And for a little history on Telluride, Travel + Leisure says “this former mining town in the Colorado Rocky Mountains is a year-round destination perfect for active travelers and history lovers alike. The core area is a National Historic Landmark District with Victorian-era buildings, and these days, guests can shop at boutiques and galleries or dine at local restaurants.”
3. Stowe, Vermont
Stowe gets quite busy in the fall and winter, attracting leaf peepers and skiers. But don’t worry, because though it attracts tourists, it certainly maintains is small-town feel. And if you search Stowe on the internet, you’re sure to find pictures of the iconic church steeple that has become a must-capture picture for photographers.
“Stowe, VT is a charming village in the northern part of Vermont and is the gateway to Mount Mansfield, the state’s highest peak,” explains Y Travel. They go on to share that “around town, you have 60+ unique shops and 40+ restaurants, and the church steeples and colonial-style houses.” And of course, the mountains: “Stowe’s proximity to the mountains means it offers endless opportunities to enjoy hiking trails, biking, and cross-country skiing adventures. So you can enjoy the outdoors any time of the year!”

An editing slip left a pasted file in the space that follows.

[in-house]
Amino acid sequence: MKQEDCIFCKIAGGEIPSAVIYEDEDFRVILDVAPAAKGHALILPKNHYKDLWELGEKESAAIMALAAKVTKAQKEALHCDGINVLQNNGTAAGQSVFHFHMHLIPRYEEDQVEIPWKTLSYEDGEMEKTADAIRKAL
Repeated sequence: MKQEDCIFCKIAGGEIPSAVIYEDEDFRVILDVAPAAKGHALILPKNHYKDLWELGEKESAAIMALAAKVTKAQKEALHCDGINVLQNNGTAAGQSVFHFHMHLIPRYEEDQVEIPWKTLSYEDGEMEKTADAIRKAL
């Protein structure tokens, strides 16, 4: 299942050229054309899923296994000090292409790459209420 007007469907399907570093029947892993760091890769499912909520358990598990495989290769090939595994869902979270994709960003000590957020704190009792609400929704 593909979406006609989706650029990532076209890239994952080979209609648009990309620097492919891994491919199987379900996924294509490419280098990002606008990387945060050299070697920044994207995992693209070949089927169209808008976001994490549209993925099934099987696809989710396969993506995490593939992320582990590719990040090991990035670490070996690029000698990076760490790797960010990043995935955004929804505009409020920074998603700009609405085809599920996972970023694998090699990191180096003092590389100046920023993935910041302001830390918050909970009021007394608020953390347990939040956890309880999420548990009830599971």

Our Escape Clause shares that “Stowe is a beautiful alpine New England town that looks as though it’s been lifted straight out of a storybook. Situated in Northern Vermont and home to Stowe Mountain Resort, it is a haven for outdoor lovers and adrenaline seekers. In the winter, visitors are spoilt for choice with alpine activities. Generally considered to be the best ski resort in Vermont, there are a variety of slopes for downhill skiing and snowboarding, as well as an abundance of backcountry trails for cross-country skiing.” And if you’re not a skier or snowboarder, but you still want to play in the snow they share that “other winter activities on offer include snowshoeing, snowmobiling, dog-sledding, and ice skating.”
Stowe is a well-known spot to visit when the New England leaves start to change colors, so be sure to plan accordingly if you choose to visit at that time of year. But it may be worth it as Cosmopolitan says it has “GORGEOUS foliage”, but they also note that “Stowe is perfect for visiting all year round” if you’d rather avoid crowds.
4. Whitefish, Montana